When you think of medical supplies and devices, some of the first ones that pop to mind are likely the stethoscope or a needle. In reality, the most used medical supplies of all are urological supplies such as the catheter. Catheters have existed over 3500 years and are used to drain a person’s bladder when it is unable to empty itself. Urological supplies of this type are used in hospitals and clinics, in long-term care facilities and at home, amongst children, with the elderly, and for both men and women. The intermittent catheter can be used by those with impaired bladder function so that they can put the catheter in themselves, and the Foley catheter can be more or less permanent. Here’s how we got this very useful of urological supplies.
The Earliest Catheters
The word for this device comes from Greek and means “to send down.” The earliest record we have of anyone using urological supplies come from ancient Egypt, where reeds, straws, and tubes made from bronze were used as catheters. During the time of Hippocrates, we find references to lead tubes being used as catheters. Excavations of Pompeii have identified an s-shaped tube made from silver that seems to have been used as a type of catheter. The Chinese also record using hollow leaves from onions amongst their early urology supplies, although these didn’t work very well and eventually tubes made of wood or metal were used instead. The first semipermanent catheter seems to have been used in the 1500s and consisted of a silver tube covered in cloth that had been soaked in wax.
Problems with Early Catheters
The earliest catheters were rigid because they were designed to be inserted and removed repeatedly. Although catheters were among the urological supplies available for both sexes, urinary retention has always been less of a problem for women than for men, so most of the devices from ancient times were targeted for men’s needs. Two problems resulted from these rigid devices. First, they had to be made of a durable and yet flexible material, and there was a constant search on for how to develop urological supplies that could satisfy both these conditions. Second, the need to insert and remove the catheter regularly was inconvenient and could cause irritation for the patient.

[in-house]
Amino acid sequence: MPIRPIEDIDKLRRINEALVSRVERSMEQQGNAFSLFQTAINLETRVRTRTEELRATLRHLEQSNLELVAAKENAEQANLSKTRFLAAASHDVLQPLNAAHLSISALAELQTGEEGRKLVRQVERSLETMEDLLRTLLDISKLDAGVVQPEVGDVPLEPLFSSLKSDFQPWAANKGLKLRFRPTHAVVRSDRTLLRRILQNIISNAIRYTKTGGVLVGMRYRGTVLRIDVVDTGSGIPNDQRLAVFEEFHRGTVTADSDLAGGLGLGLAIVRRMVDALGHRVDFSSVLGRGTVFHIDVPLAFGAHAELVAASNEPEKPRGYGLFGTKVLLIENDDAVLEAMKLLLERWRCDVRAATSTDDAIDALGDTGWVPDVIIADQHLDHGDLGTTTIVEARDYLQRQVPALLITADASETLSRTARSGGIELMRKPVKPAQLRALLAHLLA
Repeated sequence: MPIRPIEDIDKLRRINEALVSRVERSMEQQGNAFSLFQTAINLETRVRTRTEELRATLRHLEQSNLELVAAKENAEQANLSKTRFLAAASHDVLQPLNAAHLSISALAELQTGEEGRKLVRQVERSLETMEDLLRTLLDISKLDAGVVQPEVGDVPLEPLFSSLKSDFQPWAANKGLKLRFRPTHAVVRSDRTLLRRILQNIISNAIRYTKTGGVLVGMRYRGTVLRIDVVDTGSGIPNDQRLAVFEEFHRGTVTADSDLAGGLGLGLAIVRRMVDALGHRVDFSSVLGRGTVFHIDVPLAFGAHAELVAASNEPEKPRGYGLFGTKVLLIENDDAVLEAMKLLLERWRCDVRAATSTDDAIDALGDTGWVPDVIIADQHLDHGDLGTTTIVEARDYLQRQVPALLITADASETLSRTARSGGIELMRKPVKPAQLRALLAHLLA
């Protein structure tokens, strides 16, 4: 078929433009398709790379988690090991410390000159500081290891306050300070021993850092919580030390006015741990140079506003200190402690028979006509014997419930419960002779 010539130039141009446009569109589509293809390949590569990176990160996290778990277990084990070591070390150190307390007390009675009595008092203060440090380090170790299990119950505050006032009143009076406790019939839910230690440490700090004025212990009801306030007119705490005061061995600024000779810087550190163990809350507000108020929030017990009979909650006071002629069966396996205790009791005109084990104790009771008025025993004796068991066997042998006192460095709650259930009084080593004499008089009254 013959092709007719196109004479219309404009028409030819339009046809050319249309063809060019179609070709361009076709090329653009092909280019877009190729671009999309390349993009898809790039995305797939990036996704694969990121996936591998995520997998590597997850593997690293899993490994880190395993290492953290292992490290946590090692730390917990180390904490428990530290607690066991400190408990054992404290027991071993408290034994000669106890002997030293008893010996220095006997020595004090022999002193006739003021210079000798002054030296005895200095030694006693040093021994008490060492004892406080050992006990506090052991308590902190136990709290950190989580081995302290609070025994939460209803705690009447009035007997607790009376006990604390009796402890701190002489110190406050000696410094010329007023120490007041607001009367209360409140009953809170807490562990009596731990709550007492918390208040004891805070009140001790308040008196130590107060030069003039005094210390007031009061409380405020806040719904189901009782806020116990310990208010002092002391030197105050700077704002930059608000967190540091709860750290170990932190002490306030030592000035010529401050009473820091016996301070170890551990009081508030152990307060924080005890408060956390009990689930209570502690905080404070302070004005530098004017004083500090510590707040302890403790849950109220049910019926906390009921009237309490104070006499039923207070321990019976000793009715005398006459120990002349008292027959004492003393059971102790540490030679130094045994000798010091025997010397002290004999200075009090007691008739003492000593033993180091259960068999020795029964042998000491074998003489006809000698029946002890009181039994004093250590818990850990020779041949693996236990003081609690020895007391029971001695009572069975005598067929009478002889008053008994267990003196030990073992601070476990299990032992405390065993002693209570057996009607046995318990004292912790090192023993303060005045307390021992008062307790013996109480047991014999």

In the early 1800s, a man by the name of Louis Auguste Mercier invented a catheter with an elbow bend. This worked well, but he realized it could be better and a few years later invented one with a double elbow bend. This made it much easier to insert. In the 1850s, another inventor developed a vulcanized rubber catheter with a solid tip and a single eye. This further improved matters, although neither the tape or stitch used to retain it worked all that well. A few years later, a new innovation produced the self-retaining catheter, which consisted of two channels. One drain the urine, and the other inflated a balloon to close the tip and keep the catheter in the patient’s bladder.
The Foley Catheter
Almost all modern indwelling catheters are based on the Foley catheter invented in 1929. Foley invented a rubber balloon attached with silk and waterproof cement close to the tip. A longitudinal groove was used to inflate the balloon with water. Originally, the Foley catheter was not invented to become part of urological supplies, but it soon became apparent that it was valuable in the management of incontinence and retention. Most developments in recent years have been towards catheters with coatings and materials that are less likely to become infected or to cause an allergic reaction.
Today’s Urological Supplies
Today’s catheters can be made of rubber, PVC, or silicone. They come in many sizes and can be indwelling catheters that stay in the bladder, external catheters which are placed outside the body, or intermittent catheters which are appropriate for those who only need one for a short time.
We’ve always needed a way to help those with urinary incontinence and retention, and urological supplies continue to develop as technology opens up new avenues and possibilities.